The Buddha’s rubric for the measurement of an action’s moral worth depends on the view of human beings as agents capable of both influencing and being influenced. In this intricate web of cause and effect, every thought, word, and deed is a moral action, and we, as the heirs of our kamma, are responsible for the fruits they bring. This is why Buddhists adopt the five precepts, which the Buddha described as “five great gifts — original, long-standing, traditional, ancient, unadulterated, unadulterated from the beginning — that are not open to suspicion, will never be open to suspicion, and are unfaulted by the wise.” These five – avoiding the destruction of living beings, avoiding the taking of what is not given, avoiding the indulging of sexual misconduct, avoiding the speaking of false words, and avoiding the consumption of intoxicants – form the bedrock of the Buddhist moral framework.

The five precepts are designed to prevent one from committing actions which are diametrically opposed to the Dhamma, actions which find their root motivation in mindstates that can never be wholesome: Violence is based in hatred, which is the enemy of compassion; theft is based in greed, which is the enemy of generosity; sexual misconduct is based in lust, which is the enemy of dispassion; dishonesty is based in ignorance, which is the enemy of wisdom; and intoxication is based in heedlessness, which is the enemy of mindfulness. Buddhists avoid these five actions because, upon reflection, they lead to the affliction of oneself and others.

The fifth precept – Suramerayamajjapamadatthana veramani sikkhapadam samadiyami or “I undertake the precept to refrain from intoxicating drinks and drugs which lead to carelessness” – has been considered foundational in the wider framework of Buddhist ethics for thousands of years, but has somehow lost importance in the western transmission of the Dhamma. Many American Buddhists are content with four and a half precepts, occasionally indulging in alcohol or other drugs without care. This lax approach to the precepts upsets me greatly.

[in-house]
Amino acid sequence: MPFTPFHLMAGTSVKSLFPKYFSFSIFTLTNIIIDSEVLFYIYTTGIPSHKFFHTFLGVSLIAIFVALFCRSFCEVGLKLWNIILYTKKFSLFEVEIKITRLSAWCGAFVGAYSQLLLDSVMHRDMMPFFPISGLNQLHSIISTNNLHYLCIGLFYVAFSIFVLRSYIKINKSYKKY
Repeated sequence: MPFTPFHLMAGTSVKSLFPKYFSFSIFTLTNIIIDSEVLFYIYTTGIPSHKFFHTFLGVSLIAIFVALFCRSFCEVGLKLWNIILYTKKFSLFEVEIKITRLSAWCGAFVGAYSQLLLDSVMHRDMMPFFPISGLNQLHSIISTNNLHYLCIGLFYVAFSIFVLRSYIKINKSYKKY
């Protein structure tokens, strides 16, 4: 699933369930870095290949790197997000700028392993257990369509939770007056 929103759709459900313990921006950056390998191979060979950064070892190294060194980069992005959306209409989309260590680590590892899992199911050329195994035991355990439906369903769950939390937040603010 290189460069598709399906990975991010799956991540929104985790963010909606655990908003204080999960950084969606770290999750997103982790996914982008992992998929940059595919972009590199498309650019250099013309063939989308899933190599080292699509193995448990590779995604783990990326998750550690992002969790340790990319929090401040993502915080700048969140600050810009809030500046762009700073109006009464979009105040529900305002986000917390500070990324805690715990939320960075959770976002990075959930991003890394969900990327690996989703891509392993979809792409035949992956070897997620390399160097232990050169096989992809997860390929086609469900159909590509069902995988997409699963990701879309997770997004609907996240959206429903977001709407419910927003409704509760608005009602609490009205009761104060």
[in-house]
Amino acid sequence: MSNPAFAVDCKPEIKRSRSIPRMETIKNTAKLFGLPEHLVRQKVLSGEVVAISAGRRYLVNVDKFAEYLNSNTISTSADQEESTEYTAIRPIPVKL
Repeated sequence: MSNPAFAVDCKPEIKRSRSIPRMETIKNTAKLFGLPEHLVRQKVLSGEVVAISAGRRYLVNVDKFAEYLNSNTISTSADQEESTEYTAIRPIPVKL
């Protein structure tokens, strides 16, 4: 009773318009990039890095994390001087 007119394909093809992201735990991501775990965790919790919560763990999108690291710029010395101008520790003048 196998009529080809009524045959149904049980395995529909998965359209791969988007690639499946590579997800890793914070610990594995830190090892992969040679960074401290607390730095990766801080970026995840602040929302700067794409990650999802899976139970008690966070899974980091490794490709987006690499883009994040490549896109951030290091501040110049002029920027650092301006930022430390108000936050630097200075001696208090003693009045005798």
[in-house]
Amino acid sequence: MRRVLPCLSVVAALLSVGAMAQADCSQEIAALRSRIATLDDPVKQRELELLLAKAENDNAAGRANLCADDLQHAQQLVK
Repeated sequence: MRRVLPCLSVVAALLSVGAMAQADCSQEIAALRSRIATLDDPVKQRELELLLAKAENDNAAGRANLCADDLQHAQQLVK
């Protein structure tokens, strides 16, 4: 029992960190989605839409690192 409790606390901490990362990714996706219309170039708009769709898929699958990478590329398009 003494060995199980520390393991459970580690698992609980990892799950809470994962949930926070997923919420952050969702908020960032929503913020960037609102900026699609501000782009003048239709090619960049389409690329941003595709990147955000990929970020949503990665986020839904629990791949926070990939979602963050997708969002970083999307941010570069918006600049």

As the Ambalatthikarahulovada Sutta above says, we need to examine our actions in light of their ability to bring happiness or suffering to both ourselves and those around us. No decision we make in regards to our conduct can be considered in a vacuum but must be understood in terms of its larger effect on those around us. And while the obvious negative effects that intoxication can have on the individual – heedlessness, irresponsibility, damage to body and mind – are well known, too often we neglect to remember that refraining from intoxication is, according to the Buddha, something we do to “to give freedom from danger, freedom from animosity, freedom from oppression to limitless numbers of beings.” Mindfulness and clear comprehension are not just tools for discovering joy and freedom in our personal lives but also facilitators of positive and healthy relationships with other beings and the larger social structure.